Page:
Homeless veterans who have had trouble finding free programs offering long-term housing, job training and substance abuse treatment in one facility will have a place to go when the New Directions Regional Center for Homeless Veterans opens a year from now in West Los Angeles.
The center, coordinated and operated by the West Los Angeles-based nonprofit New Directions, will house and train 156 men in a building that is now vacant on the grounds of the Veterans Affairs Medical Center in West Los Angeles. New Directions operates two similar, though much smaller, programs for 16 homeless veterans--men and women--in Mar Vista.
More than $1 million of the $5.3-million cost to refurbish the building came from the cities closest to the Westside VA, making it the first regional homeless facility in Los Angeles County, said Toni Reinis, executive director of New Directions. At Friday's groundbreaking ceremony, smiles stretched wide across the faces of the veterans who attended.
"I wish I'd have had a place where people would listen to me and help me when I got out of Vietnam," said Robert Williams, who used to be homeless. "You talk to some of these vets, and they still have nothing going on."
A plethora of opportunities await veterans who are accepted as residents of the New Directions program: detoxification, substance abuse counseling sessions, skills training, educational classes, computer workshops, legal services and more. The extent to which the veterans use the resources depends on their goals--some may choose to pursue a career in computers, while others simply may want to learn basic skills such as balancing a checkbook and opening a bank account.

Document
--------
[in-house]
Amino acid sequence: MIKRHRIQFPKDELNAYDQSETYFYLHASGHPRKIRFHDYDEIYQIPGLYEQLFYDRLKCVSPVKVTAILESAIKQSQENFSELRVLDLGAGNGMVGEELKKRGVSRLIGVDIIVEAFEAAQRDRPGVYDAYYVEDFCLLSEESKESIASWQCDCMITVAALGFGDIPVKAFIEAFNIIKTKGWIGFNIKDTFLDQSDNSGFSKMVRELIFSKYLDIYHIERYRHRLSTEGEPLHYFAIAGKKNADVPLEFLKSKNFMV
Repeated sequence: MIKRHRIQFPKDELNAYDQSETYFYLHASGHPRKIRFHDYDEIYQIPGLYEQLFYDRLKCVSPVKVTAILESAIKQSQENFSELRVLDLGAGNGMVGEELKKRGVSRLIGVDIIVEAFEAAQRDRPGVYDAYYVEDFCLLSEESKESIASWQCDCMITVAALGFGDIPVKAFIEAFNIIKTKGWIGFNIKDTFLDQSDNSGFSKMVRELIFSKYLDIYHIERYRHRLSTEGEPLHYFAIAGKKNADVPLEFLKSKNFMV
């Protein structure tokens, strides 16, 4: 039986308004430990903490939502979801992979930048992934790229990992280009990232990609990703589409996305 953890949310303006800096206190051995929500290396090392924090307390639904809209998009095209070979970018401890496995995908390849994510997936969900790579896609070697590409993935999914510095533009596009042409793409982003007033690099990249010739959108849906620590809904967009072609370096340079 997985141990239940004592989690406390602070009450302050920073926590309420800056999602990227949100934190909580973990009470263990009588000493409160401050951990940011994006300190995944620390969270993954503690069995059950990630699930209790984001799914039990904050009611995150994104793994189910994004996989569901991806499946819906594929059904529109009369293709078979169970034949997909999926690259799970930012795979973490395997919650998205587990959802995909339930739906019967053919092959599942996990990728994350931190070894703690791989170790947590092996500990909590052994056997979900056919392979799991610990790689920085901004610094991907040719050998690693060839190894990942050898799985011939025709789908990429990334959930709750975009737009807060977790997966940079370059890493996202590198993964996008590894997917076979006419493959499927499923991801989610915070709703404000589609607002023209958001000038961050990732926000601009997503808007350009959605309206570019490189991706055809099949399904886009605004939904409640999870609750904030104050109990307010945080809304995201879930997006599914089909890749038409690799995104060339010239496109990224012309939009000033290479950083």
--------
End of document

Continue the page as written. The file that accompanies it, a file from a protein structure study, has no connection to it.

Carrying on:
The residents, who are allowed to stay in the program for up to two years, will have to work for their money since New Directions teaches veterans in its programs to not rely on federal, state or local public assistance. Some residents may find jobs with the businesses that New Directions plans to open and operate from its VA-based facility--a wholesale bakery and a construction company are two possibilities.
Twenty-four veterans, those who have trouble holding down jobs, will have permanent spots in the program. New Directions will help them find work, and a portion of their earnings will go to the organization to pay for their room and board.
Money for the renovations came from Beverly Hills, Culver City, Los Angeles and Santa Monica, Los Angeles County, the Department of Veterans Affairs and the Department of Housing and Urban Development. The building was the first to be acquired under Title V of the 1987 Stewart B. McKinney Homeless Assistance Act, which required HUD to make underutilized federal buildings available for homeless programs, Reinis said.
Federal and local representatives were out in full force for the dedication--most of them calling New Directions an inspiration.
"We need programs like New Directions in every community in America," said Santa Monica Mayor Paul Rosenstein.